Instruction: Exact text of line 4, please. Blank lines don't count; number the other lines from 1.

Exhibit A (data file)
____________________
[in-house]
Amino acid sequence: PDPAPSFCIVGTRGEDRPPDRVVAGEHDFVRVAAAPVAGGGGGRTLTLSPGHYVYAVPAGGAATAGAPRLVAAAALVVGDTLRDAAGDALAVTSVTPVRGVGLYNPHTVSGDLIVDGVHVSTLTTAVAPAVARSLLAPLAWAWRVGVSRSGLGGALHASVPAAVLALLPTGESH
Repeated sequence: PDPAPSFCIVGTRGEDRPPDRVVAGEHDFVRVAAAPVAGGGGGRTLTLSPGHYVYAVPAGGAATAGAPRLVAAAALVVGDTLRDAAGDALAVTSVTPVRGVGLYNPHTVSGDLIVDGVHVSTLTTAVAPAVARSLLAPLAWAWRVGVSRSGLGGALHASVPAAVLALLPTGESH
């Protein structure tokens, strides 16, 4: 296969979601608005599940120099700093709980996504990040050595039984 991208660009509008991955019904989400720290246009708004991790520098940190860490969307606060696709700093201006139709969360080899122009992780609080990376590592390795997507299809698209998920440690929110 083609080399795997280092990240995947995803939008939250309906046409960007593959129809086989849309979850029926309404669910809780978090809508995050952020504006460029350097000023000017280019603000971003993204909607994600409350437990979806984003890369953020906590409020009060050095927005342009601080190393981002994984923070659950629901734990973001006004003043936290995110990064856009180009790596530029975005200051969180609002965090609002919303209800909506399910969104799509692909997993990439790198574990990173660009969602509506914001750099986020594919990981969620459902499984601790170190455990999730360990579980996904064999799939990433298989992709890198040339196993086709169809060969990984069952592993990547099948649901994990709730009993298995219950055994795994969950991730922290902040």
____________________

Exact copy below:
């Protein structure tokens, strides 16, 4: 296969979601608005599940120099700093709980996504990040050595039984 991208660009509008991955019904989400720290246009708004991790520098940190860490969307606060696709700093201006139709969360080899122009992780609080990376590592390795997507299809698209998920440690929110 083609080399795997280092990240995947995803939008939250309906046409960007593959129809086989849309979850029926309404669910809780978090809508995050952020504006460029350097000023000017280019603000971003993204909607994600409350437990979806984003890369953020906590409020009060050095927005342009601080190393981002994984923070659950629901734990973001006004003043936290995110990064856009180009790596530029975005200051969180609002965090609002919303209800909506399910969104799509692909997993990439790198574990990173660009969602509506914001750099986020594919990981969620459902499984601790170190455990999730360990579980996904064999799939990433298989992709890198040339196993086709169809060969990984069952592993990547099948649901994990709730009993298995219950055994795994969950991730922290902040």